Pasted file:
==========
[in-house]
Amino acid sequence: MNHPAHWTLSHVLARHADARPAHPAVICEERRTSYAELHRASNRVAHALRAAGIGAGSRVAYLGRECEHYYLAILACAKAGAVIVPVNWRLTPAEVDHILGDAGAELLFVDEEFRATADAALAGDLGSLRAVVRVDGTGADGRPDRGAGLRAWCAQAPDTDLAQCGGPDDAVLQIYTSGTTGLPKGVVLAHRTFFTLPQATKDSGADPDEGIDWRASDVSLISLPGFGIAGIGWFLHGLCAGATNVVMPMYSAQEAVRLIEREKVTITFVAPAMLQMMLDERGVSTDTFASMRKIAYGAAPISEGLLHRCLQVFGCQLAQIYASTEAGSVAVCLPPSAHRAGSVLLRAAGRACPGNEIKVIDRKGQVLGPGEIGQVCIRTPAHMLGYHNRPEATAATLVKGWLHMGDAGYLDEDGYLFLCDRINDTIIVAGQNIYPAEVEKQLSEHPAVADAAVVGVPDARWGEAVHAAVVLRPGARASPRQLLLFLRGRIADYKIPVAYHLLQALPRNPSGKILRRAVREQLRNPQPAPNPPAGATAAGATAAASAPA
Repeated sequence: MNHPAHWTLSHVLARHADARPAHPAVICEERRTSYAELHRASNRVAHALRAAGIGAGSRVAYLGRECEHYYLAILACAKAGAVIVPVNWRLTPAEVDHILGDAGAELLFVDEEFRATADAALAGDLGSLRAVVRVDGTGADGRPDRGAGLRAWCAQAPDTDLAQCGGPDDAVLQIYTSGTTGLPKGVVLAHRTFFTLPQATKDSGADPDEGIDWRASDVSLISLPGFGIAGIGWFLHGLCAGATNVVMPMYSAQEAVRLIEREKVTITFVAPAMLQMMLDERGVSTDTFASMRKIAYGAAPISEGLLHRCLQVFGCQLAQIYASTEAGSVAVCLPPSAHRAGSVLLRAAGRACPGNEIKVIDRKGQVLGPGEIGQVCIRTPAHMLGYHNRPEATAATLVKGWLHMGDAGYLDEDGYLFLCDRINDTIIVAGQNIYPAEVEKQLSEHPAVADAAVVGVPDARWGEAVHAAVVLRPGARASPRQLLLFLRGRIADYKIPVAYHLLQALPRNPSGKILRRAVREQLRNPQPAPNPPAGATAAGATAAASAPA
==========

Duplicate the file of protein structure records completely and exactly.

[in-house]
Amino acid sequence: MNHPAHWTLSHVLARHADARPAHPAVICEERRTSYAELHRASNRVAHALRAAGIGAGSRVAYLGRECEHYYLAILACAKAGAVIVPVNWRLTPAEVDHILGDAGAELLFVDEEFRATADAALAGDLGSLRAVVRVDGTGADGRPDRGAGLRAWCAQAPDTDLAQCGGPDDAVLQIYTSGTTGLPKGVVLAHRTFFTLPQATKDSGADPDEGIDWRASDVSLISLPGFGIAGIGWFLHGLCAGATNVVMPMYSAQEAVRLIEREKVTITFVAPAMLQMMLDERGVSTDTFASMRKIAYGAAPISEGLLHRCLQVFGCQLAQIYASTEAGSVAVCLPPSAHRAGSVLLRAAGRACPGNEIKVIDRKGQVLGPGEIGQVCIRTPAHMLGYHNRPEATAATLVKGWLHMGDAGYLDEDGYLFLCDRINDTIIVAGQNIYPAEVEKQLSEHPAVADAAVVGVPDARWGEAVHAAVVLRPGARASPRQLLLFLRGRIADYKIPVAYHLLQALPRNPSGKILRRAVREQLRNPQPAPNPPAGATAAGATAAASAPA
Repeated sequence: MNHPAHWTLSHVLARHADARPAHPAVICEERRTSYAELHRASNRVAHALRAAGIGAGSRVAYLGRECEHYYLAILACAKAGAVIVPVNWRLTPAEVDHILGDAGAELLFVDEEFRATADAALAGDLGSLRAVVRVDGTGADGRPDRGAGLRAWCAQAPDTDLAQCGGPDDAVLQIYTSGTTGLPKGVVLAHRTFFTLPQATKDSGADPDEGIDWRASDVSLISLPGFGIAGIGWFLHGLCAGATNVVMPMYSAQEAVRLIEREKVTITFVAPAMLQMMLDERGVSTDTFASMRKIAYGAAPISEGLLHRCLQVFGCQLAQIYASTEAGSVAVCLPPSAHRAGSVLLRAAGRACPGNEIKVIDRKGQVLGPGEIGQVCIRTPAHMLGYHNRPEATAATLVKGWLHMGDAGYLDEDGYLFLCDRINDTIIVAGQNIYPAEVEKQLSEHPAVADAAVVGVPDARWGEAVHAAVVLRPGARASPRQLLLFLRGRIADYKIPVAYHLLQALPRNPSGKILRRAVREQLRNPQPAPNPPAGATAAGATAAASAPA